14. Let the fun begin! My set just arrived today. Unfortunately it’ll have to wait till Sunday to do a test run – got some travel coming up. Arrgh.

    Now I have to wait for the HP6-FX – I don’t want to drill holes in my old-style HP6-v2’s…

    The thing that really annoys me? I’ve run out of storage space in my tool cabinets. Curse you, John Economaki. Curse you!

    — Peter :-)

    P.S. Thanks for the info on flushing the joint. I’ll probably just have to do a few practice ones to get the feel of it. Can hardly wait!

  15. Hi John,
    How is the wedge adjuster used?

    I’m struggling with the need for such a narrow plane iron and the modification of the plane body to accommodate it. Wouldn’t it be easier/neater to just have a plane iron that is wide at the top and then ground at the bottom to the desired width? The washer and modification really seem to be like kind of an afterthought. Perhaps I’m not getting it.

    I think this is such a cool idea for one of the most elusive prettiest joints in woodworking.
    I’m very excited.

    Thanks!

  16. Bob-

    The narrow iron is a concession to the capabilities of the manufacturer. Our first iron was wider but is more that two times more expensive than the narrow iron. It was cost prohibitive. We are talking about a $90 plane iron.

    When you first place the iron in the plane body, you use the wedge to keep the geometry of the cutting edge to spec. Because we are laterally adjusting the entire iron this is crucial. With the 5-40 screw mod you simply tighten the iron to the wedge, and adjust the wedge up or down until you have a fine cut.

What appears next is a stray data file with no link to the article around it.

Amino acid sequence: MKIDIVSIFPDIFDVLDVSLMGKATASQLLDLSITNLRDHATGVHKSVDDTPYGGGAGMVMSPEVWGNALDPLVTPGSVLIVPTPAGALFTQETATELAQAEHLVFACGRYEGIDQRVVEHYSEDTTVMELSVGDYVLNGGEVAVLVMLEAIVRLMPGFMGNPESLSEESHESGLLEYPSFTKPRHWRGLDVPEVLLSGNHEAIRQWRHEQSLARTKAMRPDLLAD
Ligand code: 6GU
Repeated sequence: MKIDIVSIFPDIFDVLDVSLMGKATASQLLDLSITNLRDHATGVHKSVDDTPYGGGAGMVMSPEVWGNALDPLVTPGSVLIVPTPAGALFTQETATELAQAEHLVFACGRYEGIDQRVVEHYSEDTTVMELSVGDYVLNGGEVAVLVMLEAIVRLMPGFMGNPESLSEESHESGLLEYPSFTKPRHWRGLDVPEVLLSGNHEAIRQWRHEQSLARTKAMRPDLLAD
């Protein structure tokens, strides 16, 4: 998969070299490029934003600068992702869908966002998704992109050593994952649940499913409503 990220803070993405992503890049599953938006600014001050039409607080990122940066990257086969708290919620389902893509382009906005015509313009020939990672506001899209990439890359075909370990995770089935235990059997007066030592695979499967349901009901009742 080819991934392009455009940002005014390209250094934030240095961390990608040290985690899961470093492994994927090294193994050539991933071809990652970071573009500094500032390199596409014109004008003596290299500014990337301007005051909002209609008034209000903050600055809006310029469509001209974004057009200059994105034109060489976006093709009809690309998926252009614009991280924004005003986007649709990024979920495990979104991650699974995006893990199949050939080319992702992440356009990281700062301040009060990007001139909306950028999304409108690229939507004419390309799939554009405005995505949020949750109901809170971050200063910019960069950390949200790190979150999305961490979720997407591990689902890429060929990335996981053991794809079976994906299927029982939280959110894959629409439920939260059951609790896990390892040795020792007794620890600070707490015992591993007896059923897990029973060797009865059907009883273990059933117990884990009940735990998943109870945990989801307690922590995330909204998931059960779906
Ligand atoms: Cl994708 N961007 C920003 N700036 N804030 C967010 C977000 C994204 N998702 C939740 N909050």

The 5-4 screw mod is not necessarily an afterthought, but it does indicate that we should have tested cuts with a dull iron. With the mod it is a complete non-issue. When the original HP-6 came out, this function was not anticipated. The new FX body coming soon addresses the issue.

    The washer is the result of a mistake on my part. When we had to shrink the iron width, I completely missed the step in the body. The bottom line, even if we started this project from scratch, the washer would still be part of the kit due to the iron width constraint.

    I hope this helps.

    BTW, the new male kit is being run through the paces today.

    -John

  17. John,

    I’m also having a bit of trouble figuring out the wedge adjuster; what side of the blade does it go on?

    Thanks,
    Rutager

  18. One more under the category of “there are no stupid questions,” wider side up or down?

    Thanks,
    Rutager